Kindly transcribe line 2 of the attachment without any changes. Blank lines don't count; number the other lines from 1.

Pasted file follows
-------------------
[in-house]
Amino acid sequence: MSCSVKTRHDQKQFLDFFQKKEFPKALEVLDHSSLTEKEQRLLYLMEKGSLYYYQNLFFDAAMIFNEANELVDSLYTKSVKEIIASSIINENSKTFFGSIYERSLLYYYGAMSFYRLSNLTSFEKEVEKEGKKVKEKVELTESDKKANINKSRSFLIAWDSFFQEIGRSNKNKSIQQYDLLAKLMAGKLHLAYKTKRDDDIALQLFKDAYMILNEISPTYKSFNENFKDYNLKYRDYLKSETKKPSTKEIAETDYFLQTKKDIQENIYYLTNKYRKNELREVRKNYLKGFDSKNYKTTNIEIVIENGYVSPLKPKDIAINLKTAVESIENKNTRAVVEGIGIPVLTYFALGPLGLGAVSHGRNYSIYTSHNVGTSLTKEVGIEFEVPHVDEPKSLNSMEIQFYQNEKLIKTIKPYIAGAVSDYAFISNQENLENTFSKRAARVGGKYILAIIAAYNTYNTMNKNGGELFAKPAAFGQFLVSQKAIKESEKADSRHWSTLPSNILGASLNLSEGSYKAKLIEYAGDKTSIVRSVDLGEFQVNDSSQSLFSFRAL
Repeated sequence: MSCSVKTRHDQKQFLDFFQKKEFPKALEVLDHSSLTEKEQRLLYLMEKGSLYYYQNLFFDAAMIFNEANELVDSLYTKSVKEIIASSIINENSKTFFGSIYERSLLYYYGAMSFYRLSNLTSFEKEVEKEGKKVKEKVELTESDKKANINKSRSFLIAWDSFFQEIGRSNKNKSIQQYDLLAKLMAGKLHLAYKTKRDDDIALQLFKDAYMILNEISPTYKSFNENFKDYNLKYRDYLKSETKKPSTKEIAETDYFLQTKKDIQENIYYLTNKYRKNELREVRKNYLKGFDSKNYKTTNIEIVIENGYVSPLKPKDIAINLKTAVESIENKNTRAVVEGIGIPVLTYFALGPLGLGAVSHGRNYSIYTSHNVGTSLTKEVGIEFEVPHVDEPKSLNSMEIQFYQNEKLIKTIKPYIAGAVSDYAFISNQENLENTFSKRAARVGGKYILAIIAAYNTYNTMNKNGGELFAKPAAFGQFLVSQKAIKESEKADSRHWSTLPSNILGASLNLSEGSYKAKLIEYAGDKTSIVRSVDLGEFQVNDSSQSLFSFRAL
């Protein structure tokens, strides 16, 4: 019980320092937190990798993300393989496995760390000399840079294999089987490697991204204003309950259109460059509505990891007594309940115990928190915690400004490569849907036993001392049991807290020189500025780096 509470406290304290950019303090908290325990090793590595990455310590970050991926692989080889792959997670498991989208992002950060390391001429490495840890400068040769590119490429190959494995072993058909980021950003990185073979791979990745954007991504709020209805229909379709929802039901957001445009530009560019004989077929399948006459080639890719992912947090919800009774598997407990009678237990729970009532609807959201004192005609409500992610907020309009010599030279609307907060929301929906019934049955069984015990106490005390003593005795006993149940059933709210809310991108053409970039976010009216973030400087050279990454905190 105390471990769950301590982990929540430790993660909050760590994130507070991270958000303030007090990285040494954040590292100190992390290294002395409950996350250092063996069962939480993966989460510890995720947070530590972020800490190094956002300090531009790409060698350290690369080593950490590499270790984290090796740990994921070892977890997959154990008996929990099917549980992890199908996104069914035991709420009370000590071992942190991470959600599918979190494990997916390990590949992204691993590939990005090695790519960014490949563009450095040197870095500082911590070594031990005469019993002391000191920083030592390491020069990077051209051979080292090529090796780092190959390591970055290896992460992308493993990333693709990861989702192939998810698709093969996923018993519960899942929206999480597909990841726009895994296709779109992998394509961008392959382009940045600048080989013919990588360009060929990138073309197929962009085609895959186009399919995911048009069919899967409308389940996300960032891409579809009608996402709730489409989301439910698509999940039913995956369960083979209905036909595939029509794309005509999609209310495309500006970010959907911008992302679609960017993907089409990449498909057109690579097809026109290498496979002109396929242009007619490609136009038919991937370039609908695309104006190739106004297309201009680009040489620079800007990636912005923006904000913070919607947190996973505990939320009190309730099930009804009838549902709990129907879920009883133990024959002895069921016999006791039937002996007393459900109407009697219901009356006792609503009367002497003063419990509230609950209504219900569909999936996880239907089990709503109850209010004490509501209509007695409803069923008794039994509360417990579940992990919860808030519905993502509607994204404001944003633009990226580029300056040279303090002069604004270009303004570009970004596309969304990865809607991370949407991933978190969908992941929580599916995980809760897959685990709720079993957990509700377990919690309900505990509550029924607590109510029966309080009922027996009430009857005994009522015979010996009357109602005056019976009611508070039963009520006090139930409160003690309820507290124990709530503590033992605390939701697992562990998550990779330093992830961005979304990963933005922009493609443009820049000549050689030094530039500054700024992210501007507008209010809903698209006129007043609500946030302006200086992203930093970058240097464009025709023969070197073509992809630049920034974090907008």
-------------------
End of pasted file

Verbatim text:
Amino acid sequence: MSCSVKTRHDQKQFLDFFQKKEFPKALEVLDHSSLTEKEQRLLYLMEKGSLYYYQNLFFDAAMIFNEANELVDSLYTKSVKEIIASSIINENSKTFFGSIYERSLLYYYGAMSFYRLSNLTSFEKEVEKEGKKVKEKVELTESDKKANINKSRSFLIAWDSFFQEIGRSNKNKSIQQYDLLAKLMAGKLHLAYKTKRDDDIALQLFKDAYMILNEISPTYKSFNENFKDYNLKYRDYLKSETKKPSTKEIAETDYFLQTKKDIQENIYYLTNKYRKNELREVRKNYLKGFDSKNYKTTNIEIVIENGYVSPLKPKDIAINLKTAVESIENKNTRAVVEGIGIPVLTYFALGPLGLGAVSHGRNYSIYTSHNVGTSLTKEVGIEFEVPHVDEPKSLNSMEIQFYQNEKLIKTIKPYIAGAVSDYAFISNQENLENTFSKRAARVGGKYILAIIAAYNTYNTMNKNGGELFAKPAAFGQFLVSQKAIKESEKADSRHWSTLPSNILGASLNLSEGSYKAKLIEYAGDKTSIVRSVDLGEFQVNDSSQSLFSFRAL